Notebook sales overtook desktop PC sales for the first time in New Zealand during the third quarter of 2005. Total PC shipments increased by 20% on the previous year. And a good chunk of that business went through the channel.
Joanna Burgess, HP marketing manager PCs and channel, says lower prices have attracted home users and small to medium enterprises (SMEs). “HP has a wide network of resellers across the country so it’s been able to take advantage of the huge growth in sales to the SME sector,” she says.
Callum Eade, Toshiba country manager, says a solid proportion of sales went through resellers, with the rest divided between education and retail channels. “It was a big year. You had a declining retail price, an unprecedented increase in consumer sales and an influx of notebook vendors,” he says.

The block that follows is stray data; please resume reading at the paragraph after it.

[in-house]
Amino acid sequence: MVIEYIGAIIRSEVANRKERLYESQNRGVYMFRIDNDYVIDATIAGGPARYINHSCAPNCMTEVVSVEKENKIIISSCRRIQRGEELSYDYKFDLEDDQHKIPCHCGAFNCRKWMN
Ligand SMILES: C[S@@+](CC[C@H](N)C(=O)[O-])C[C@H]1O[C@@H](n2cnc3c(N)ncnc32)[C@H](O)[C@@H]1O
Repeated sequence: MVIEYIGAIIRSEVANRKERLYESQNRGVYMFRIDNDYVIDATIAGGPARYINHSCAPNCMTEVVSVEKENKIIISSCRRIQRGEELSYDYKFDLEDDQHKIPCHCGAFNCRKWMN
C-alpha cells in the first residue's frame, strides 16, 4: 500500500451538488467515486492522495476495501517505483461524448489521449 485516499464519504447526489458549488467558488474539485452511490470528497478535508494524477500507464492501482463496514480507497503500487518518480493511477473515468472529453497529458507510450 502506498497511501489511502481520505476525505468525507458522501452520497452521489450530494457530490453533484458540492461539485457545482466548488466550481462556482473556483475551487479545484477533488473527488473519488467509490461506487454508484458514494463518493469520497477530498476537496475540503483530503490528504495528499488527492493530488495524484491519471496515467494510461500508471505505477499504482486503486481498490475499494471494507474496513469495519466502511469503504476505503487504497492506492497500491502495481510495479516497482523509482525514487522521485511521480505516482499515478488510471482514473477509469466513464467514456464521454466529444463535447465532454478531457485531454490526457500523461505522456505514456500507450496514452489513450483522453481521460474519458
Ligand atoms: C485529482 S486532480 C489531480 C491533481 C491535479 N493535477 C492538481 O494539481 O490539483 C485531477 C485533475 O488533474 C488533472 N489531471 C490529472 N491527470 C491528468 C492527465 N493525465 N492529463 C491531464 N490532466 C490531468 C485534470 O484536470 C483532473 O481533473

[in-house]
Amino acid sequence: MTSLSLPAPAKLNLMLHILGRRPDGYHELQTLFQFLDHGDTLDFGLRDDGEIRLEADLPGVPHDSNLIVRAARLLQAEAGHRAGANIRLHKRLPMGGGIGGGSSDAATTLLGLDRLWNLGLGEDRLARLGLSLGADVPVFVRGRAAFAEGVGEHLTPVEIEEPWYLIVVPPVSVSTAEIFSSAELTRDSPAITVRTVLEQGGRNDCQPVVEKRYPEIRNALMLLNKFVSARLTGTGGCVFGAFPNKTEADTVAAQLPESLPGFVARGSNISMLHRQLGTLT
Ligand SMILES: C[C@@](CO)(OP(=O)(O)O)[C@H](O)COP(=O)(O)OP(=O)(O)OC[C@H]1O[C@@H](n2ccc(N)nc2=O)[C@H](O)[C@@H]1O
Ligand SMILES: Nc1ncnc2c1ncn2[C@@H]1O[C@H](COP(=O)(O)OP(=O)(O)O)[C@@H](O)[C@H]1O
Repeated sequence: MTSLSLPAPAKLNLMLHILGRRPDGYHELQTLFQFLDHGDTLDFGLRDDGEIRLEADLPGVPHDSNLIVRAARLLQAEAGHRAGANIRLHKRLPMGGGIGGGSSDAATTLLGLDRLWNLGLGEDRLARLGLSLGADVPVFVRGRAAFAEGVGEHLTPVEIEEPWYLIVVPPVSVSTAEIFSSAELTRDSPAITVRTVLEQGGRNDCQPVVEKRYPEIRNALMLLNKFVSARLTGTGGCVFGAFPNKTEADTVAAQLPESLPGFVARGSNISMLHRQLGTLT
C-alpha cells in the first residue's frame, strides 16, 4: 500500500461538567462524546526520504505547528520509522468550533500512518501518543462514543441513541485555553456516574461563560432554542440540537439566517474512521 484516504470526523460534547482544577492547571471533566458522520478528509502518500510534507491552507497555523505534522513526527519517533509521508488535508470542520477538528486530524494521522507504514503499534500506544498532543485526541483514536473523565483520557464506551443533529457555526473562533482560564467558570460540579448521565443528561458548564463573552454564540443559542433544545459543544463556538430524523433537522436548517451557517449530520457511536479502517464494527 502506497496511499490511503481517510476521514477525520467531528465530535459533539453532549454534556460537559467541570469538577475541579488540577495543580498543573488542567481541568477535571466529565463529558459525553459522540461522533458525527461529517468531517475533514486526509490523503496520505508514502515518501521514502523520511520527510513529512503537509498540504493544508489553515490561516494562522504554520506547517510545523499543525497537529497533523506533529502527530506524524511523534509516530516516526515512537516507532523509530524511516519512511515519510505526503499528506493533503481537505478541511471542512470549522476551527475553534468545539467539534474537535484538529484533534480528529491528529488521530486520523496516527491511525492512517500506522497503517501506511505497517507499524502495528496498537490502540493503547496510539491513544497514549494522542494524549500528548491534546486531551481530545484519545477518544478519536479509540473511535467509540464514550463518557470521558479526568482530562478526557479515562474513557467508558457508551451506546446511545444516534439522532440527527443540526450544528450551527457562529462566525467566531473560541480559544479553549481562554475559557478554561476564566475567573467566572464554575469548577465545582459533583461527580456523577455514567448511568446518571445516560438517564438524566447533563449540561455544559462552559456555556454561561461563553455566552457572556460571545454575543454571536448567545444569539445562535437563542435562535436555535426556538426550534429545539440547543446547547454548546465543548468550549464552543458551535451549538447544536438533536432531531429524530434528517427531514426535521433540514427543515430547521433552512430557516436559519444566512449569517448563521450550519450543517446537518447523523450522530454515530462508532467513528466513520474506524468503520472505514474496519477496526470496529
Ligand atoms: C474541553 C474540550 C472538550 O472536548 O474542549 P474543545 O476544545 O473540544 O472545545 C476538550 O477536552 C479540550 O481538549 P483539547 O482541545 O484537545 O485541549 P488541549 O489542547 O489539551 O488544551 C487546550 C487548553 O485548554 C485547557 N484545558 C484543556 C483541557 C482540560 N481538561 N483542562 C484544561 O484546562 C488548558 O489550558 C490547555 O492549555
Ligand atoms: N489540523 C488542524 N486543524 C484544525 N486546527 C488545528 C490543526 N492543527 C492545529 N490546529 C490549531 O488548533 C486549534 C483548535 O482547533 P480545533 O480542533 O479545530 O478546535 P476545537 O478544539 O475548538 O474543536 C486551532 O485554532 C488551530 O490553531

While Eade concedes margins have fallen, he says things need to be seen in perspective.
“Economics would lead you to believe that margin reduction is a bad thing but the reality is you end up selling more units.”
However, the price-aggressive market is having an impact on local notebook assemblers.
Liam Gunson, IDC hardware analyst, says in order to survive, build-to-order (BTO) businesses will have to adapt to market changes.
“There is no whitebook [generic notebook] market in New Zealand so assemblers will have to look for an alternative revenue stream such as services, peripheral sales or even reselling branded notebooks,” he says.
John Gould, Ultra Computers director, agrees competition is fierce.
“We’re finding a good market but obviously would like to be doing more volume. As it is we try to keep out of the low end because we simply can’t compete on price,” he says.
But, he says, Intel could yet provide a silver lining. “Intel is extremely conscious of its channel and has some interesting BTO initiatives that could help turn things around.”